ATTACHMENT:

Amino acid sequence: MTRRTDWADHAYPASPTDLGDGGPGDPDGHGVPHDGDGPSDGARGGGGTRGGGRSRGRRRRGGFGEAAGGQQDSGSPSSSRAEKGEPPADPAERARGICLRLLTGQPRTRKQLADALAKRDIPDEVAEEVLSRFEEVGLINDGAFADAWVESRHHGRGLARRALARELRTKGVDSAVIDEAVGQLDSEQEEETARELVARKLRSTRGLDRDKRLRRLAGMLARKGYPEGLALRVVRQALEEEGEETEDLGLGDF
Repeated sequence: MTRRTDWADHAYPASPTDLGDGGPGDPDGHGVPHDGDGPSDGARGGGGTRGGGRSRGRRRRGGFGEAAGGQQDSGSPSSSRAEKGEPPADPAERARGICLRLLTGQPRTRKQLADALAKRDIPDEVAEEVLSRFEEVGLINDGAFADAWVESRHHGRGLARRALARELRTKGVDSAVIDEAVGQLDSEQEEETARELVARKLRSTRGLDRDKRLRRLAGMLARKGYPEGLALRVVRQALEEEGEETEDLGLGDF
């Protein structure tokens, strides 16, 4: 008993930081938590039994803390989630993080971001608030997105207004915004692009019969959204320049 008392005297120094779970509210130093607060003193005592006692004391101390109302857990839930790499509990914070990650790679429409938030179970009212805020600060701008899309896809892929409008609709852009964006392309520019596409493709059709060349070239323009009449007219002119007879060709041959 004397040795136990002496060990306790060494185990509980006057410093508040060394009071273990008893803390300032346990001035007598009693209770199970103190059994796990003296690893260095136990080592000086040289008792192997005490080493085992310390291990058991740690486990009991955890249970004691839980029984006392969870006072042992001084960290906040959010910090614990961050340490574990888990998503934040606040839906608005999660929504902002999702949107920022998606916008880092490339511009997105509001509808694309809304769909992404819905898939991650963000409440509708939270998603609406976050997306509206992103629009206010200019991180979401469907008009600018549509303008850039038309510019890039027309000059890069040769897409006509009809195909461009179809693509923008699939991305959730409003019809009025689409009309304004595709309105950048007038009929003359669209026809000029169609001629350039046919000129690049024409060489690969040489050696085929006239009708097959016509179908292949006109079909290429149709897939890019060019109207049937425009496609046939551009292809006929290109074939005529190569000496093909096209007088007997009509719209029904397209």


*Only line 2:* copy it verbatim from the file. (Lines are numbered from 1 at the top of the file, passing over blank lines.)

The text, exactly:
Repeated sequence: MTRRTDWADHAYPASPTDLGDGGPGDPDGHGVPHDGDGPSDGARGGGGTRGGGRSRGRRRRGGFGEAAGGQQDSGSPSSSRAEKGEPPADPAERARGICLRLLTGQPRTRKQLADALAKRDIPDEVAEEVLSRFEEVGLINDGAFADAWVESRHHGRGLARRALARELRTKGVDSAVIDEAVGQLDSEQEEETARELVARKLRSTRGLDRDKRLRRLAGMLARKGYPEGLALRVVRQALEEEGEETEDLGLGDF